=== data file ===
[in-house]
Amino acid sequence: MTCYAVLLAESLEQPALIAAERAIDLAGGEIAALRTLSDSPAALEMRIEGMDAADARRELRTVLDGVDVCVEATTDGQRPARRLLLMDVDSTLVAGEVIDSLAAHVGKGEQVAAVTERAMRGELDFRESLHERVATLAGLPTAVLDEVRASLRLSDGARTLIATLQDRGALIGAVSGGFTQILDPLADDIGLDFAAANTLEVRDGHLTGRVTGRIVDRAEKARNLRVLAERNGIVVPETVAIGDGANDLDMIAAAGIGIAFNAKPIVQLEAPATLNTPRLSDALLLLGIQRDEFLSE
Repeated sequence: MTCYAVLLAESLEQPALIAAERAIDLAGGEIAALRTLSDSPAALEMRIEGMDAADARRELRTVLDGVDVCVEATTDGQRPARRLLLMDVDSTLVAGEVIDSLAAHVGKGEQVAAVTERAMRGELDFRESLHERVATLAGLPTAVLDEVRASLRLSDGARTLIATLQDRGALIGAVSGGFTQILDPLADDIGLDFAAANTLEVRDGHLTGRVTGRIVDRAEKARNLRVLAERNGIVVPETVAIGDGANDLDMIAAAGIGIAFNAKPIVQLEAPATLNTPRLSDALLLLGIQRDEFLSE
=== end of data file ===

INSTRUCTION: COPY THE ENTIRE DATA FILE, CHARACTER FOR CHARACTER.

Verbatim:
[in-house]
Amino acid sequence: MTCYAVLLAESLEQPALIAAERAIDLAGGEIAALRTLSDSPAALEMRIEGMDAADARRELRTVLDGVDVCVEATTDGQRPARRLLLMDVDSTLVAGEVIDSLAAHVGKGEQVAAVTERAMRGELDFRESLHERVATLAGLPTAVLDEVRASLRLSDGARTLIATLQDRGALIGAVSGGFTQILDPLADDIGLDFAAANTLEVRDGHLTGRVTGRIVDRAEKARNLRVLAERNGIVVPETVAIGDGANDLDMIAAAGIGIAFNAKPIVQLEAPATLNTPRLSDALLLLGIQRDEFLSE
Repeated sequence: MTCYAVLLAESLEQPALIAAERAIDLAGGEIAALRTLSDSPAALEMRIEGMDAADARRELRTVLDGVDVCVEATTDGQRPARRLLLMDVDSTLVAGEVIDSLAAHVGKGEQVAAVTERAMRGELDFRESLHERVATLAGLPTAVLDEVRASLRLSDGARTLIATLQDRGALIGAVSGGFTQILDPLADDIGLDFAAANTLEVRDGHLTGRVTGRIVDRAEKARNLRVLAERNGIVVPETVAIGDGANDLDMIAAAGIGIAFNAKPIVQLEAPATLNTPRLSDALLLLGIQRDEFLSE